Maths not = calculating

I came across (maths ≠ calculating) via @JeffUtecht’s post My 25%PD. Both these links are worth visiting but let me focus on the first. founded by Conrad Wolfram – yup, the Wolfram behind the site anyone who’s ever googled a maths problem/question would have visited at some stage. Conrad Wolfram’s TED talk \”Stop teaching calculating – start teaching math\” is an engaging insight into how maths education can be…and it’s a big challenge in many ways, e.g.

  1. Shift the focus on calculations/computations to real application of maths by using computers/technology to do the calculations.
  2. Change current scope-and-sequence driven by the difficulty in calculations rather than concepts. For instance, with interactive visuals  even primary/elementary students can access concepts such as calculus.
  3. The best way to teach procedural aspects of maths is to involve programming (I agree as the process of defining an algorithm deepens understanding).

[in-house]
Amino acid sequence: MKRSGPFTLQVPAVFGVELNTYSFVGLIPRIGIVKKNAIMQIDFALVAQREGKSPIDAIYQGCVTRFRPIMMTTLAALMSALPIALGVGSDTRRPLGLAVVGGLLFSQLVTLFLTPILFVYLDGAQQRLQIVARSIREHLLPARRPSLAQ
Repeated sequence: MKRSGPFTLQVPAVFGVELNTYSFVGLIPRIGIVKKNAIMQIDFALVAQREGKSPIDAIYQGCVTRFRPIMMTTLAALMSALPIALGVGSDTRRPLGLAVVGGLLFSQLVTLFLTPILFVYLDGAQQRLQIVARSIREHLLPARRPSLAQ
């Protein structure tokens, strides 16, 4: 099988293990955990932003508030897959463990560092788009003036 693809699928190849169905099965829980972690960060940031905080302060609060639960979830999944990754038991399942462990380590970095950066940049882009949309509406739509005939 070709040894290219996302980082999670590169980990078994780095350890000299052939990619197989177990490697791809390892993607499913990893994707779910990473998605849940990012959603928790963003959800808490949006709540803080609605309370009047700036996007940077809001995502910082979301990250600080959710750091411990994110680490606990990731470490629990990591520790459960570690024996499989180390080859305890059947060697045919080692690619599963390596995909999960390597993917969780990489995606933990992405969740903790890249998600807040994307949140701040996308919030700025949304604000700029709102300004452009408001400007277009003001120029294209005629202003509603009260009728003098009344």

4. Make maths an elective; the rationale is that maths is embedded in other subjects and in a contextualised manner
  5. The big hurdle is exams – education is “test”ed so changing the curriculum is a challenge

This is what I have been trying to do – in a rather crude form – in the past few years. And #5 is a real dilemma. Also, any change must be systemic because I find that students, whether they like it or not, come to expect a “format” for maths lessons. While I enjoy veering away from the standard format, I know that the expectation is there to “teach calculation”.

But, where to now?

I’ve signed up to support to be in the loop and help spread the word.  I wonder if I’ll see any changes along these lines in my lifetime. I think the Australian national curriculum changes for maths embeds calculation more than ever.

Btw, I should add that the website links to plenty of interactive resources allowing teachers to follow these principles. It also seems that programming contributions are also welcome. These people are serious. Do check them out.

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